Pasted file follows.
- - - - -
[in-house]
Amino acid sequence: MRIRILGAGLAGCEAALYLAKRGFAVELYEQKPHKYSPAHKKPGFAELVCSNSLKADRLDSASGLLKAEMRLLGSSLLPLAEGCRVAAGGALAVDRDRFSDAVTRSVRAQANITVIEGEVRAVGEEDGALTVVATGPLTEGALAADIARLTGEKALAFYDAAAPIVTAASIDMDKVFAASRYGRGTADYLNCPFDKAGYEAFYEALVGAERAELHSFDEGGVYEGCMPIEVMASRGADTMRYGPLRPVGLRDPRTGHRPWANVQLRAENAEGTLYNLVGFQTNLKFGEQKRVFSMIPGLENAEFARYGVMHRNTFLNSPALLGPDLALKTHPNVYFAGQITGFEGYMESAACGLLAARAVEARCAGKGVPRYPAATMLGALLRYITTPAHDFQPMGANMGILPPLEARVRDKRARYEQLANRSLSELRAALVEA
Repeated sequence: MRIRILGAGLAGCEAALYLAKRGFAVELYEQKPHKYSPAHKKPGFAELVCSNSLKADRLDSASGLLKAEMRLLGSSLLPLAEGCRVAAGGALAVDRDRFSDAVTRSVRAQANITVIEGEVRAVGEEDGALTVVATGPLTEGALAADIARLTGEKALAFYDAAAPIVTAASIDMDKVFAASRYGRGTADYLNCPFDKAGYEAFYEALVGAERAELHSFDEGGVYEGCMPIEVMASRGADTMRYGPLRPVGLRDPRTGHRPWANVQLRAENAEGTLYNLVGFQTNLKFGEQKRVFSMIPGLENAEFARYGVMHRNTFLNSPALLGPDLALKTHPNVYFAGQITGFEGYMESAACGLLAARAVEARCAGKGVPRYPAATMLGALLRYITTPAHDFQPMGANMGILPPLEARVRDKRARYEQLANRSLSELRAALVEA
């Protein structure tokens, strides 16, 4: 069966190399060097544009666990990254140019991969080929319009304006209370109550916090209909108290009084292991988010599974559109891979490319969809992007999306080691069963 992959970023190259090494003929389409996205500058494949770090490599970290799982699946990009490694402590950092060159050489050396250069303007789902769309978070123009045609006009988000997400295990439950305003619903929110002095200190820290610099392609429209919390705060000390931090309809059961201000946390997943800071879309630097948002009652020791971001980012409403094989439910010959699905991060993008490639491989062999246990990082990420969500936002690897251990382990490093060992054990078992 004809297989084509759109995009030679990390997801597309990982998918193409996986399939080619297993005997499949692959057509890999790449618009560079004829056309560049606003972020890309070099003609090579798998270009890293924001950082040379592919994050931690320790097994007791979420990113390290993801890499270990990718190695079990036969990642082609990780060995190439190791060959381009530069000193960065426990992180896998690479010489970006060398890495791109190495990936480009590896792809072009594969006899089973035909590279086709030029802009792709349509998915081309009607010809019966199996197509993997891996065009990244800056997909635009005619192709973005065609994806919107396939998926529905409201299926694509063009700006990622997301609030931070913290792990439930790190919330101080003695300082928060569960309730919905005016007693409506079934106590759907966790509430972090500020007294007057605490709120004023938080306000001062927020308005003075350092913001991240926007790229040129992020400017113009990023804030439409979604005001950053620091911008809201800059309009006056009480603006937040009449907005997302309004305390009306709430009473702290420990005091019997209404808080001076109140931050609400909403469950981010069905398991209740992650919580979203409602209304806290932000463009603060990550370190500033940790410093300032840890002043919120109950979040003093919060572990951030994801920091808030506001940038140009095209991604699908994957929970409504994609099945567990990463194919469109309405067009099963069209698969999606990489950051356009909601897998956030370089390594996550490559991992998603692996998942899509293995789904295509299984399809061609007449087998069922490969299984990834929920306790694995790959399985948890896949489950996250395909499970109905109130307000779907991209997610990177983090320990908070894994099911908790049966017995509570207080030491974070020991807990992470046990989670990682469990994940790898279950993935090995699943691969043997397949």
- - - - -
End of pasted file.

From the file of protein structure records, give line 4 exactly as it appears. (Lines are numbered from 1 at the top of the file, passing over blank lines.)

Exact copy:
């Protein structure tokens, strides 16, 4: 069966190399060097544009666990990254140019991969080929319009304006209370109550916090209909108290009084292991988010599974559109891979490319969809992007999306080691069963 992959970023190259090494003929389409996205500058494949770090490599970290799982699946990009490694402590950092060159050489050396250069303007789902769309978070123009045609006009988000997400295990439950305003619903929110002095200190820290610099392609429209919390705060000390931090309809059961201000946390997943800071879309630097948002009652020791971001980012409403094989439910010959699905991060993008490639491989062999246990990082990420969500936002690897251990382990490093060992054990078992 004809297989084509759109995009030679990390997801597309990982998918193409996986399939080619297993005997499949692959057509890999790449618009560079004829056309560049606003972020890309070099003609090579798998270009890293924001950082040379592919994050931690320790097994007791979420990113390290993801890499270990990718190695079990036969990642082609990780060995190439190791060959381009530069000193960065426990992180896998690479010489970006060398890495791109190495990936480009590896792809072009594969006899089973035909590279086709030029802009792709349509998915081309009607010809019966199996197509993997891996065009990244800056997909635009005619192709973005065609994806919107396939998926529905409201299926694509063009700006990622997301609030931070913290792990439930790190919330101080003695300082928060569960309730919905005016007693409506079934106590759907966790509430972090500020007294007057605490709120004023938080306000001062927020308005003075350092913001991240926007790229040129992020400017113009990023804030439409979604005001950053620091911008809201800059309009006056009480603006937040009449907005997302309004305390009306709430009473702290420990005091019997209404808080001076109140931050609400909403469950981010069905398991209740992650919580979203409602209304806290932000463009603060990550370190500033940790410093300032840890002043919120109950979040003093919060572990951030994801920091808030506001940038140009095209991604699908994957929970409504994609099945567990990463194919469109309405067009099963069209698969999606990489950051356009909601897998956030370089390594996550490559991992998603692996998942899509293995789904295509299984399809061609007449087998069922490969299984990834929920306790694995790959399985948890896949489950996250395909499970109905109130307000779907991209997610990177983090320990908070894994099911908790049966017995509570207080030491974070020991807990992470046990989670990682469990994940790898279950993935090995699943691969043997397949």